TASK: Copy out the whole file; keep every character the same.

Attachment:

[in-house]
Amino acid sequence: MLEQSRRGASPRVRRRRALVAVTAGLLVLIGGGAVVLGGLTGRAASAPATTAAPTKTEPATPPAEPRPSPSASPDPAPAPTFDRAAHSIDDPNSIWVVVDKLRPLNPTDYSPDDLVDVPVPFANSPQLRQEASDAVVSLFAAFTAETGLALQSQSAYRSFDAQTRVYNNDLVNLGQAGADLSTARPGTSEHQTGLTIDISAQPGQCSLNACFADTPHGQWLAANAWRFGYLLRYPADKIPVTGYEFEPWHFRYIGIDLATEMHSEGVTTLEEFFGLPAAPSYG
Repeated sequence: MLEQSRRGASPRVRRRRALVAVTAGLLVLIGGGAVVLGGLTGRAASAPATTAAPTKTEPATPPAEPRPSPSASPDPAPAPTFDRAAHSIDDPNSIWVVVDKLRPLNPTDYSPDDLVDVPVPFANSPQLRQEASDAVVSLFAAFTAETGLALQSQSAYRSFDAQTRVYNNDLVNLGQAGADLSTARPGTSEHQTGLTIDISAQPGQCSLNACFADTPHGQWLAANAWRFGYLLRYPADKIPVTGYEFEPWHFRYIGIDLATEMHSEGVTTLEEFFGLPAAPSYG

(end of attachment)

[in-house]
Amino acid sequence: MLEQSRRGASPRVRRRRALVAVTAGLLVLIGGGAVVLGGLTGRAASAPATTAAPTKTEPATPPAEPRPSPSASPDPAPAPTFDRAAHSIDDPNSIWVVVDKLRPLNPTDYSPDDLVDVPVPFANSPQLRQEASDAVVSLFAAFTAETGLALQSQSAYRSFDAQTRVYNNDLVNLGQAGADLSTARPGTSEHQTGLTIDISAQPGQCSLNACFADTPHGQWLAANAWRFGYLLRYPADKIPVTGYEFEPWHFRYIGIDLATEMHSEGVTTLEEFFGLPAAPSYG
Repeated sequence: MLEQSRRGASPRVRRRRALVAVTAGLLVLIGGGAVVLGGLTGRAASAPATTAAPTKTEPATPPAEPRPSPSASPDPAPAPTFDRAAHSIDDPNSIWVVVDKLRPLNPTDYSPDDLVDVPVPFANSPQLRQEASDAVVSLFAAFTAETGLALQSQSAYRSFDAQTRVYNNDLVNLGQAGADLSTARPGTSEHQTGLTIDISAQPGQCSLNACFADTPHGQWLAANAWRFGYLLRYPADKIPVTGYEFEPWHFRYIGIDLATEMHSEGVTTLEEFFGLPAAPSYG